Cristiano Ronaldo put in a cross with his left foot into the Chelsea penalty box. It first seemed he would fail to find a team-mate. It was just at that moment when a lithe-bodied and blonde-haired Scot appeared at the back post to seemingly nod the ball across the goal. However, the ball looped over Petr Cech’s head. Cech turned back and hoped John Terry would head it away. The ball looped over Terry too. And it ended up at the back of the net.
The crowd erupted in unconfined joy. Darren Fletcher had picked the best possible time to score his first goal of the season. It was the goal that eventually won United the match and was a boon to United’s chances of salvaging their season. And it was the perfect way to celebrate Fergie’s 19th anniversary in charge of the club.
Fletcher played at a sumptuous level rarely seen before. His desire to prove his critics wrong was manifest in his performance and he achieved it with aplomb. Another star-performer on the night was Alan Smith who marshalled the midfield brilliantly. Alas, his career did not proceed the way it should have as discussed here.
Few realised at the time the sheer significance of Fletcher’s goal on his career.
Injuries, quite a few of them, impeded Fletcher’s development at the early stages of his career. There was a time when he was heralded as a prospective surrogate for David Beckham in the Manchester United midfield. Fletcher, the United Reserves Player of the Year in the 2002-2003 season, initially started his career on the right side of midfield before switching into a central position. In 2005, he was a player who polarised opinions amongst fans. He was reportedly one of those players who Roy Keane targeted in his banned MUTV rant. There were many who doubted his ability and felt he was not ‘good enough’ to be in the team. His continued presence in the first XI despite his underwhelming displays elicited waves of frustration and discontent from a majority of the Manchester United fans. He was often the subject of their derision and mockery:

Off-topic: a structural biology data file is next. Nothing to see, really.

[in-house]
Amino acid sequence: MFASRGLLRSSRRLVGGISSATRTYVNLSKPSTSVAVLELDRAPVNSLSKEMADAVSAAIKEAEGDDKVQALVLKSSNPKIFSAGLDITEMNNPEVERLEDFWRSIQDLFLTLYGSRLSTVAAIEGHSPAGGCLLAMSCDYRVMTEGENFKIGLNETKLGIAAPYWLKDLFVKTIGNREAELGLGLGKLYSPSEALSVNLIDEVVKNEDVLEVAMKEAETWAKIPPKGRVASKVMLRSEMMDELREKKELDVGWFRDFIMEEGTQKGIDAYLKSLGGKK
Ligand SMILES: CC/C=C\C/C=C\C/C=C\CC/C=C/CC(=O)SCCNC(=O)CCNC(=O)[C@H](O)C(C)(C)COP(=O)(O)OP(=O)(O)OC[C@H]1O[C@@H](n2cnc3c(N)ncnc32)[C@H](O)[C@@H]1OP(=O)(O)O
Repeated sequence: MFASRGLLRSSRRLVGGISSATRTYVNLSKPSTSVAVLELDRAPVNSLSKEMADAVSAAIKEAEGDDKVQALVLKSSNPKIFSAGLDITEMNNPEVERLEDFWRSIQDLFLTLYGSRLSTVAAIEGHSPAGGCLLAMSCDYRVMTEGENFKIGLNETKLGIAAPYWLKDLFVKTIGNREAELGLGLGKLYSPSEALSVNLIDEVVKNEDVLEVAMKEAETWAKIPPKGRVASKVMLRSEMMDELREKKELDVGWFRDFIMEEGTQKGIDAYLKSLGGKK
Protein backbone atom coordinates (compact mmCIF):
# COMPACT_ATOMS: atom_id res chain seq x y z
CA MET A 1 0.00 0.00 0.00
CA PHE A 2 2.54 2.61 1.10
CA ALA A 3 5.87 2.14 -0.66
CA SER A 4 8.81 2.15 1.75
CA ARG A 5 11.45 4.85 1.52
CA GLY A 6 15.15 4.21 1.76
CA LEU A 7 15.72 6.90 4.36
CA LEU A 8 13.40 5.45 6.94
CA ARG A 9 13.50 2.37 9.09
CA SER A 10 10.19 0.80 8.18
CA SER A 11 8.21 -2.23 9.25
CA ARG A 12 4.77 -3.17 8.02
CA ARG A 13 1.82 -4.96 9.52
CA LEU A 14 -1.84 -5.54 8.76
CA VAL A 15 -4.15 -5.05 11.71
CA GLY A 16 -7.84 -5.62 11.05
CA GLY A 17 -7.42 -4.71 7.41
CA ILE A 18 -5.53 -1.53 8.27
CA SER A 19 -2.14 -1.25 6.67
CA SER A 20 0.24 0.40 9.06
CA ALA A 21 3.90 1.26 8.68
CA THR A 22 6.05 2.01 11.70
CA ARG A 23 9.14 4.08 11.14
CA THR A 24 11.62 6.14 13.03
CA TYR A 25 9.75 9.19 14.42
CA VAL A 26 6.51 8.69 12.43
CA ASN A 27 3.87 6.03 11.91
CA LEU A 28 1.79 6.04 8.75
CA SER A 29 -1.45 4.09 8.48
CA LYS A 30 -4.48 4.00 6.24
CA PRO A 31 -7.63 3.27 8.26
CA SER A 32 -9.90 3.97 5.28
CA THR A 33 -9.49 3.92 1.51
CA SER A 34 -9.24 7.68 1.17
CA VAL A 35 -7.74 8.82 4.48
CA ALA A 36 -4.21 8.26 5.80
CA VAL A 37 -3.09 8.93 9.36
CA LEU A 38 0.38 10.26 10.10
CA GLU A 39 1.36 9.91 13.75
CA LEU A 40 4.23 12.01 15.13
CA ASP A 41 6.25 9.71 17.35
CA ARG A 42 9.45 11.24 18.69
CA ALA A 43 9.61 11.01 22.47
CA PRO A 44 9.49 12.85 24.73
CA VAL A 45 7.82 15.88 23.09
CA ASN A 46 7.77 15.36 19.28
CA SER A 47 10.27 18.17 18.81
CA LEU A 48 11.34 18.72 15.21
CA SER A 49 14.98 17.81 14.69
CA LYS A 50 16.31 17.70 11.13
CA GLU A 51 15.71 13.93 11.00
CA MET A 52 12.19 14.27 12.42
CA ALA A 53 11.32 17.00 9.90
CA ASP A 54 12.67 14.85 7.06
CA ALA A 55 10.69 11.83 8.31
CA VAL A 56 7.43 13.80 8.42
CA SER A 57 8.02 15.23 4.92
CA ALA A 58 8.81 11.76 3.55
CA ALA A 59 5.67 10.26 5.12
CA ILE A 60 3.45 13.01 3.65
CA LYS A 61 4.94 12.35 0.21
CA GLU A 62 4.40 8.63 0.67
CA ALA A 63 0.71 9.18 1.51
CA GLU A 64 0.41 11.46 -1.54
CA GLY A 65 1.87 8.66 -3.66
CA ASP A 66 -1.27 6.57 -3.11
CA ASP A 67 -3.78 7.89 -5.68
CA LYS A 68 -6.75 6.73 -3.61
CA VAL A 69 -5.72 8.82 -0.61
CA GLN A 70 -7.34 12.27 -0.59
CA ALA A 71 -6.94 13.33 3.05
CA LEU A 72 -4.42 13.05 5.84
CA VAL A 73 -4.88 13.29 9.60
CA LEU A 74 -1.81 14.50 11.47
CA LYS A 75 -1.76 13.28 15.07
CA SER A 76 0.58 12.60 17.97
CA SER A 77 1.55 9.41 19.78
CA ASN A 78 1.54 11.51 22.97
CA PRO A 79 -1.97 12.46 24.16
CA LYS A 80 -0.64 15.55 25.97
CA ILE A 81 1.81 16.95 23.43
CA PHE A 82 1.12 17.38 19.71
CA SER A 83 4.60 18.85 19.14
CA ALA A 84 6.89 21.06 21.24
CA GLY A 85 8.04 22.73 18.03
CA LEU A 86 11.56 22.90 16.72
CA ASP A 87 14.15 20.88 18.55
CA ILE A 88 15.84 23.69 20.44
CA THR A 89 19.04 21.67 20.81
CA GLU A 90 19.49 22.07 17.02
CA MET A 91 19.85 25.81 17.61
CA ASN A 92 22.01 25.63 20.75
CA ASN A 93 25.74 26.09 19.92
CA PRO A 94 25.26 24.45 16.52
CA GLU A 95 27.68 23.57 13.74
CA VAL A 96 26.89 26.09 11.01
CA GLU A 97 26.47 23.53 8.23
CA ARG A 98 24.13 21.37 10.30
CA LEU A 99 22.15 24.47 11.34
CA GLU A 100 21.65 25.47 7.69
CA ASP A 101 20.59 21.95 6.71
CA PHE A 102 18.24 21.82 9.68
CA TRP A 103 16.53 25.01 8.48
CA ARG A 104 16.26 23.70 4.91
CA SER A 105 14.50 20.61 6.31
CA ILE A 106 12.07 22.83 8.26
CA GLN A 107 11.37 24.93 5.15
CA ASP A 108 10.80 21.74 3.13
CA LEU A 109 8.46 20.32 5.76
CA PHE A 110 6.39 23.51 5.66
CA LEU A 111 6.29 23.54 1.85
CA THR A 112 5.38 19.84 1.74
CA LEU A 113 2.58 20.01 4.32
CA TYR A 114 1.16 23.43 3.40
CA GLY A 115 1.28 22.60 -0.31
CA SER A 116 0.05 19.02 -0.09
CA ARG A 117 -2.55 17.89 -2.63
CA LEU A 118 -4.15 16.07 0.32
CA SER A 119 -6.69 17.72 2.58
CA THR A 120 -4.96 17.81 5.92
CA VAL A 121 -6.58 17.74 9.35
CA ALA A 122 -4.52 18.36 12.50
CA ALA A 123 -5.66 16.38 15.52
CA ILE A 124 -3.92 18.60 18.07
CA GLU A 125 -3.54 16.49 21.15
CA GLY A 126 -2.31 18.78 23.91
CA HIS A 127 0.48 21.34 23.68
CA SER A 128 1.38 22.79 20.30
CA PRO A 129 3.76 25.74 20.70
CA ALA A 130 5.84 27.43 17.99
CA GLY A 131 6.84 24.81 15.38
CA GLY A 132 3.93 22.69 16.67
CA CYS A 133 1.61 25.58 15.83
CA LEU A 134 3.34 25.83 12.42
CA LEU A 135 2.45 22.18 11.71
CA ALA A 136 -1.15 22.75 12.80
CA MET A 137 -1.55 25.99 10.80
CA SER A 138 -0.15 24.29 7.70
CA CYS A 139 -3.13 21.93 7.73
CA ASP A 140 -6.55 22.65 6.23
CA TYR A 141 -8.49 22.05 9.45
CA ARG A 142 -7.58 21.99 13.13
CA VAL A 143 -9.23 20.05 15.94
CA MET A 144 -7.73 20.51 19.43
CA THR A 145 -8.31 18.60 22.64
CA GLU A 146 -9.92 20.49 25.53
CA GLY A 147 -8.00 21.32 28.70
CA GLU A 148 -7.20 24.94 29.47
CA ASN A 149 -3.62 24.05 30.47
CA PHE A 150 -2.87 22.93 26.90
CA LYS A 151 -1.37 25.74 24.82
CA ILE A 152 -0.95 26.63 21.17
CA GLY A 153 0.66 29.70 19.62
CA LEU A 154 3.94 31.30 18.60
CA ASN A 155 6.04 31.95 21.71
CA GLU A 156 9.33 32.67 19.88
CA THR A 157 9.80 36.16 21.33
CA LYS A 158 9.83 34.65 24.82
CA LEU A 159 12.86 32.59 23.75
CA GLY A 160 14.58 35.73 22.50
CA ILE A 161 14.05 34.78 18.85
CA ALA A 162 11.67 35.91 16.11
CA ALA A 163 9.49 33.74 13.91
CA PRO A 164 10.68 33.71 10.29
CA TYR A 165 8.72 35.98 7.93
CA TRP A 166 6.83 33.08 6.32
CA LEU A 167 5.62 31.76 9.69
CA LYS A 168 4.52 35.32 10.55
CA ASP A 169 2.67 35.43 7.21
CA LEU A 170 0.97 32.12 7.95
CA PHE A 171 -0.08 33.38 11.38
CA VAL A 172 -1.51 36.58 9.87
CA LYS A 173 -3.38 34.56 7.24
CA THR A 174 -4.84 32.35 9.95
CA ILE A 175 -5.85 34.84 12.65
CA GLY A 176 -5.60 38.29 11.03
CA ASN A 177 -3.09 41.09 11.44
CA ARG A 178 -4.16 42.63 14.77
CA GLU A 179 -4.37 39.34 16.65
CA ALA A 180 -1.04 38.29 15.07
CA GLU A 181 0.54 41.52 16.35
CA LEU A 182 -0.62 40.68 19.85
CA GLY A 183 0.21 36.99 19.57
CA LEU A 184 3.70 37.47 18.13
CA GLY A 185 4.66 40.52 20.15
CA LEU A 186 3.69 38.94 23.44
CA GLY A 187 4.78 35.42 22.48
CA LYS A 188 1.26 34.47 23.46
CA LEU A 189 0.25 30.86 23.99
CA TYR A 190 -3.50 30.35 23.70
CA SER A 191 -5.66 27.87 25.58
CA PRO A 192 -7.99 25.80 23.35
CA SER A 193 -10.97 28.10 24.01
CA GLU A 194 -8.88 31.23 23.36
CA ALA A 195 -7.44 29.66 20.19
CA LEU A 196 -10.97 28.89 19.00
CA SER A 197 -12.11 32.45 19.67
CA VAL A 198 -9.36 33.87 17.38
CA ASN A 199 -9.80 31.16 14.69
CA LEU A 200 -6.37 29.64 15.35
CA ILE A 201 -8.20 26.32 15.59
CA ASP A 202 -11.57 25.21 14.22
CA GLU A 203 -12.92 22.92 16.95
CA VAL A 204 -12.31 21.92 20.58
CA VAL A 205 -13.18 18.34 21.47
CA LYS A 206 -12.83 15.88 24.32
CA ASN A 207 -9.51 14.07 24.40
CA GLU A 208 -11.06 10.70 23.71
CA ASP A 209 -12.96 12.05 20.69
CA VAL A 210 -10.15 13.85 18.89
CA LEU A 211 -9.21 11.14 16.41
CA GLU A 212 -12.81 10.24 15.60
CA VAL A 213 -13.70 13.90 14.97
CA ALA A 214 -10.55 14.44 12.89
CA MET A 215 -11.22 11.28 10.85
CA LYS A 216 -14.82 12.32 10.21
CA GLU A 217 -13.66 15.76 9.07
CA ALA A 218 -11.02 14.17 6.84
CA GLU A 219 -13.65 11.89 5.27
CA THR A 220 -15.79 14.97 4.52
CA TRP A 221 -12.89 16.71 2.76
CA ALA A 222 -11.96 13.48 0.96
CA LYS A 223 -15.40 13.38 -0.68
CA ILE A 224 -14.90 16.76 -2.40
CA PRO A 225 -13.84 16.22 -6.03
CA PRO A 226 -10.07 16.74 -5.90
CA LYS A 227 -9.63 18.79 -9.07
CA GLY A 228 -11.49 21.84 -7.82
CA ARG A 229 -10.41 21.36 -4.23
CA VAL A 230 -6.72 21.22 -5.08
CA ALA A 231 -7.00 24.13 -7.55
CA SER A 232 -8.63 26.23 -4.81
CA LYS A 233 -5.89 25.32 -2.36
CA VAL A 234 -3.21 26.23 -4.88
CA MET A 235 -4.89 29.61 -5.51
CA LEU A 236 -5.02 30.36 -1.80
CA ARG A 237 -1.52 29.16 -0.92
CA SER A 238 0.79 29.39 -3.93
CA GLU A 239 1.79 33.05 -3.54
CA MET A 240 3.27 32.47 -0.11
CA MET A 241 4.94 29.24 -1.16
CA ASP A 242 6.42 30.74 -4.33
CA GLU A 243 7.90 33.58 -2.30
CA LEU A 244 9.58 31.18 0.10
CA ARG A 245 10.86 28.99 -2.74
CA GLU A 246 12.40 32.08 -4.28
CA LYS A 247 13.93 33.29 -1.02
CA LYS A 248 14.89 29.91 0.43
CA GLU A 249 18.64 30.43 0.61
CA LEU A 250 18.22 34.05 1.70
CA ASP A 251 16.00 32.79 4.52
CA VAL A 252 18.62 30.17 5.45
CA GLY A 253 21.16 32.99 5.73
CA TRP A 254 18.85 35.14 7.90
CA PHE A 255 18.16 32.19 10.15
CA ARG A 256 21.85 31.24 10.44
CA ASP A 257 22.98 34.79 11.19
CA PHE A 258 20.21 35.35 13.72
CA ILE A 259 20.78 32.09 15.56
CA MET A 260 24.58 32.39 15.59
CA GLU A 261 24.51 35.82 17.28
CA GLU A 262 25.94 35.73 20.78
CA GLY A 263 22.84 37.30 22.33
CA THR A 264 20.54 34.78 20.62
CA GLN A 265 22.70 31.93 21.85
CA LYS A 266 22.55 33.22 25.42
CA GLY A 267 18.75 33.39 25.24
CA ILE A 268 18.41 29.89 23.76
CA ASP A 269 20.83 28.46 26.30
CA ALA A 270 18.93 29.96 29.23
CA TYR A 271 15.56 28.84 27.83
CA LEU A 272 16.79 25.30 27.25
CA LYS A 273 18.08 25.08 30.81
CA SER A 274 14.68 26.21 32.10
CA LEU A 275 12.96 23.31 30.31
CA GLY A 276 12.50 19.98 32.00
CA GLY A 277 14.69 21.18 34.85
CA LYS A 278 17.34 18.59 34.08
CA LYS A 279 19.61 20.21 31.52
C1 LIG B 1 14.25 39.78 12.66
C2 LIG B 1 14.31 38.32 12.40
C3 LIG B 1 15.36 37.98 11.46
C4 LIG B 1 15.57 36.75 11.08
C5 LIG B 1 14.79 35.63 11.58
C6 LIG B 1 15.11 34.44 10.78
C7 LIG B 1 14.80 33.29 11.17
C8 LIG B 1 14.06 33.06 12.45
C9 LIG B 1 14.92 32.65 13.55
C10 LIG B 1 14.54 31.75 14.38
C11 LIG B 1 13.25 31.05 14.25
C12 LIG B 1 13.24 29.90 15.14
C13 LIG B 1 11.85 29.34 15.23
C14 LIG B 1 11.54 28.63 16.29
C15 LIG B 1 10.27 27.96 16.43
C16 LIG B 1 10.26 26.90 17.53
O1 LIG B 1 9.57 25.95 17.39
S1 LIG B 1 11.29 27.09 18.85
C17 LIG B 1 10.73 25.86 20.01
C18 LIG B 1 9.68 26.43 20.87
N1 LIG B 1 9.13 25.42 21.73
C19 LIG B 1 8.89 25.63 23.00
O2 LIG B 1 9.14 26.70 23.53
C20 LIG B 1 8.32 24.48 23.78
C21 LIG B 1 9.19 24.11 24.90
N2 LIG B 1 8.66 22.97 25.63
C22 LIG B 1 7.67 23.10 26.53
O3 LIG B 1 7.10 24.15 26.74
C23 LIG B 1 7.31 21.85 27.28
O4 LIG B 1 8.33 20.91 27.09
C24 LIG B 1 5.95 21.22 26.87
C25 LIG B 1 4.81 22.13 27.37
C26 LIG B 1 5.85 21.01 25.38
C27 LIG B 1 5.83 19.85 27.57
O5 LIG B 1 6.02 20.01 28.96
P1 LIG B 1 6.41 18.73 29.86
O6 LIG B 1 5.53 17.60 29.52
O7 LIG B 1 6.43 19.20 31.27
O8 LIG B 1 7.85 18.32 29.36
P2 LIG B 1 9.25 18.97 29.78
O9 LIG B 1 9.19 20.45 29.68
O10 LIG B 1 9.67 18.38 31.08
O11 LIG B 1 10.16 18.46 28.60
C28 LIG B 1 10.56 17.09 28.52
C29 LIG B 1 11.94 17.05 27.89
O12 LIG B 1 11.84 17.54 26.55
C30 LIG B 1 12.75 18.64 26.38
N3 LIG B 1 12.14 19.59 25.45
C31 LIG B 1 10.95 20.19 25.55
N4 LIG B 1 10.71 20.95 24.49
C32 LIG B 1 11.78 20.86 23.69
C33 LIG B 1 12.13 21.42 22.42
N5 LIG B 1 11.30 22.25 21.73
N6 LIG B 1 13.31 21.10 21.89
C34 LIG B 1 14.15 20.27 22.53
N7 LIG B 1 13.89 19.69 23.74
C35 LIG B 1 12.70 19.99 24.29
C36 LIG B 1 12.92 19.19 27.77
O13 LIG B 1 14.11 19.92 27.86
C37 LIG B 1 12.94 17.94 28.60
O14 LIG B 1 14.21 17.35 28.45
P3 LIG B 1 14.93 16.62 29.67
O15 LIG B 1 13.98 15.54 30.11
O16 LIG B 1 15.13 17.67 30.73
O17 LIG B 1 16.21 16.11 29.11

“I’m not sure one goal changed people’s view of me. It takes a longer process than that to show them what you’re about. I’d like to think so anyway,” said Darren Fletcher in the Mail last December. You have to concur with his quotes. One single goal certainly did not completely change people’s perceptions, but it was the much-needed catalyst that helped him to resuscitate his career and made the fans believe in him. It was the beginning of many good things to come eventually.
The quondam criticism of Fletcher has now been replaced with lavish praise and appreciation. He has become indispensable part of the team and is considered as a “big-game” player. While he is enjoying the fruits of his labour, when you look back, you cannot help but think that goal against Chelsea was the turning point of his career.
This was written by Abir Ahmed. Abir’s work has recently appeared on the likes of In Bed With Maradona, Back Page Football and World Soccer. You can read his enlightening piece on Bangladesh’s daunting road to the 2014 World Cup here. You can follow him on Twitter.